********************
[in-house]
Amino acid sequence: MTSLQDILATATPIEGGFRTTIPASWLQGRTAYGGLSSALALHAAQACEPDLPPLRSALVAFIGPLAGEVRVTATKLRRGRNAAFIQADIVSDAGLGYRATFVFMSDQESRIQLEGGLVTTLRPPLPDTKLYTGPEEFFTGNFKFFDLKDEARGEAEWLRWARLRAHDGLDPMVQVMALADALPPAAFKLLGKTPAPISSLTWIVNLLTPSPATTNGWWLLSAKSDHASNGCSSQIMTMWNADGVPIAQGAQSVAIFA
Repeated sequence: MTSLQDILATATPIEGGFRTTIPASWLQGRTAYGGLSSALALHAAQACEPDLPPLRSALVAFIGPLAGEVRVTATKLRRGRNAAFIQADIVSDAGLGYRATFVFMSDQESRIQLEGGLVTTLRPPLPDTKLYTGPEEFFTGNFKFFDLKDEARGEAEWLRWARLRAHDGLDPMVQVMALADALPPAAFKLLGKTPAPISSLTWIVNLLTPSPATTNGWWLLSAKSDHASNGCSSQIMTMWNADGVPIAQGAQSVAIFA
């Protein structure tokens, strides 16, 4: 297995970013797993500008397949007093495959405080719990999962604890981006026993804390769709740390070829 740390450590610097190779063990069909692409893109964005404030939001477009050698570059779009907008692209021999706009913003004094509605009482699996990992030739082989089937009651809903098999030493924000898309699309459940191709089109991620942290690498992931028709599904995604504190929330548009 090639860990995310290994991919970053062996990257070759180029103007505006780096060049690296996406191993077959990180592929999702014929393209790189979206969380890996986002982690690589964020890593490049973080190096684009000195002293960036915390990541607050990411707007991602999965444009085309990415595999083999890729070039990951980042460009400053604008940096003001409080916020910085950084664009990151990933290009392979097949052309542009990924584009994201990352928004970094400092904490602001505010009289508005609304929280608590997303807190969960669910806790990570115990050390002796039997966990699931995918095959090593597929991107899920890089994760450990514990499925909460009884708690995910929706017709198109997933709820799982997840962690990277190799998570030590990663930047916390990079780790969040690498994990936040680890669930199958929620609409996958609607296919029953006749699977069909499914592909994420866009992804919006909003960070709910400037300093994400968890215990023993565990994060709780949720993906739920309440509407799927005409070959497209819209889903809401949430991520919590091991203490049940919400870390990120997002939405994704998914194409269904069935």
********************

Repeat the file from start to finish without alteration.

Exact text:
[in-house]
Amino acid sequence: MTSLQDILATATPIEGGFRTTIPASWLQGRTAYGGLSSALALHAAQACEPDLPPLRSALVAFIGPLAGEVRVTATKLRRGRNAAFIQADIVSDAGLGYRATFVFMSDQESRIQLEGGLVTTLRPPLPDTKLYTGPEEFFTGNFKFFDLKDEARGEAEWLRWARLRAHDGLDPMVQVMALADALPPAAFKLLGKTPAPISSLTWIVNLLTPSPATTNGWWLLSAKSDHASNGCSSQIMTMWNADGVPIAQGAQSVAIFA
Repeated sequence: MTSLQDILATATPIEGGFRTTIPASWLQGRTAYGGLSSALALHAAQACEPDLPPLRSALVAFIGPLAGEVRVTATKLRRGRNAAFIQADIVSDAGLGYRATFVFMSDQESRIQLEGGLVTTLRPPLPDTKLYTGPEEFFTGNFKFFDLKDEARGEAEWLRWARLRAHDGLDPMVQVMALADALPPAAFKLLGKTPAPISSLTWIVNLLTPSPATTNGWWLLSAKSDHASNGCSSQIMTMWNADGVPIAQGAQSVAIFA
């Protein structure tokens, strides 16, 4: 297995970013797993500008397949007093495959405080719990999962604890981006026993804390769709740390070829 740390450590610097190779063990069909692409893109964005404030939001477009050698570059779009907008692209021999706009913003004094509605009482699996990992030739082989089937009651809903098999030493924000898309699309459940191709089109991620942290690498992931028709599904995604504190929330548009 090639860990995310290994991919970053062996990257070759180029103007505006780096060049690296996406191993077959990180592929999702014929393209790189979206969380890996986002982690690589964020890593490049973080190096684009000195002293960036915390990541607050990411707007991602999965444009085309990415595999083999890729070039990951980042460009400053604008940096003001409080916020910085950084664009990151990933290009392979097949052309542009990924584009994201990352928004970094400092904490602001505010009289508005609304929280608590997303807190969960669910806790990570115990050390002796039997966990699931995918095959090593597929991107899920890089994760450990514990499925909460009884708690995910929706017709198109997933709820799982997840962690990277190799998570030590990663930047916390990079780790969040690498994990936040680890669930199958929620609409996958609607296919029953006749699977069909499914592909994420866009992804919006909003960070709910400037300093994400968890215990023993565990994060709780949720993906739920309440509407799927005409070959497209819209889903809401949430991520919590091991203490049940919400870390990120997002939405994704998914194409269904069935």